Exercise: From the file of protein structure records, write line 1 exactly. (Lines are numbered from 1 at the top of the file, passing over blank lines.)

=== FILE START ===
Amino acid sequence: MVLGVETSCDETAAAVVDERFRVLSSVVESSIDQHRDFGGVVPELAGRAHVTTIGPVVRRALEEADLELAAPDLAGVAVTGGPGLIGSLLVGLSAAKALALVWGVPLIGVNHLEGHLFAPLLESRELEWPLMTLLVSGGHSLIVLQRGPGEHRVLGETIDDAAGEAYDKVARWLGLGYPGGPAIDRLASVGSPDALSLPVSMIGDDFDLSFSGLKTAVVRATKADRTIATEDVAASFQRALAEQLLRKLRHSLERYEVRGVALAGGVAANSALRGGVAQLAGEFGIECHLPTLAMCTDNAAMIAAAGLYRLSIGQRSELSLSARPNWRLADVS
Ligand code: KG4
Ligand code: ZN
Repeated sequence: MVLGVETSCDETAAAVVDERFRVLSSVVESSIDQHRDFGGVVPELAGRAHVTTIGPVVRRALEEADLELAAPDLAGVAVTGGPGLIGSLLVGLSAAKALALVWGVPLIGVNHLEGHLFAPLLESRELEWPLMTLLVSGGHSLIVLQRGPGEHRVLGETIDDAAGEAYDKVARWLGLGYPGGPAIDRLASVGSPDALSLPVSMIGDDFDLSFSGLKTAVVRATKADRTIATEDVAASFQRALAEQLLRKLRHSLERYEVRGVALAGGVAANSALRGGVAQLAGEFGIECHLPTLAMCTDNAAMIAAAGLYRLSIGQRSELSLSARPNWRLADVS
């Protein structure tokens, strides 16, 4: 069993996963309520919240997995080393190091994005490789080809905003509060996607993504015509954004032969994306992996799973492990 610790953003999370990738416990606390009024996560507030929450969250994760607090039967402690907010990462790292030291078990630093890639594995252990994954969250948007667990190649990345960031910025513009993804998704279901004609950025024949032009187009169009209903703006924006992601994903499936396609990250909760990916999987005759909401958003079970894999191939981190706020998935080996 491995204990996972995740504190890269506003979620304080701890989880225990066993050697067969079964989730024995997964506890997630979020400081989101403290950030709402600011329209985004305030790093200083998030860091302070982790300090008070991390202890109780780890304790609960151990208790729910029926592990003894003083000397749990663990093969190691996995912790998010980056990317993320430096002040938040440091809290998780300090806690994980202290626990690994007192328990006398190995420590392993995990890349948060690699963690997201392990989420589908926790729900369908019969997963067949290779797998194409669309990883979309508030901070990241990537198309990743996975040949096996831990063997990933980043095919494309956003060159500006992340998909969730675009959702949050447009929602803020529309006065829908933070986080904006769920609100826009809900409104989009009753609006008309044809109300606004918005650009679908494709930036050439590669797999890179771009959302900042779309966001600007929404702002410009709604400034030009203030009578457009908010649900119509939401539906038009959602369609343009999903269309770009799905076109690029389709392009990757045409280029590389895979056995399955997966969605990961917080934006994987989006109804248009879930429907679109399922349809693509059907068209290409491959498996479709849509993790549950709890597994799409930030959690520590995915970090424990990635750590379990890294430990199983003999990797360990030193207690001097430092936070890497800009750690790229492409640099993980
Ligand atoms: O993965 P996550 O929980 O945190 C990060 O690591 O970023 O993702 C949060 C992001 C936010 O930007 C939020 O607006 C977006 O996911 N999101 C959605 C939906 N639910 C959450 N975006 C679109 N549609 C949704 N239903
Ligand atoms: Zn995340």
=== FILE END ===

Amino acid sequence: MVLGVETSCDETAAAVVDERFRVLSSVVESSIDQHRDFGGVVPELAGRAHVTTIGPVVRRALEEADLELAAPDLAGVAVTGGPGLIGSLLVGLSAAKALALVWGVPLIGVNHLEGHLFAPLLESRELEWPLMTLLVSGGHSLIVLQRGPGEHRVLGETIDDAAGEAYDKVARWLGLGYPGGPAIDRLASVGSPDALSLPVSMIGDDFDLSFSGLKTAVVRATKADRTIATEDVAASFQRALAEQLLRKLRHSLERYEVRGVALAGGVAANSALRGGVAQLAGEFGIECHLPTLAMCTDNAAMIAAAGLYRLSIGQRSELSLSARPNWRLADVS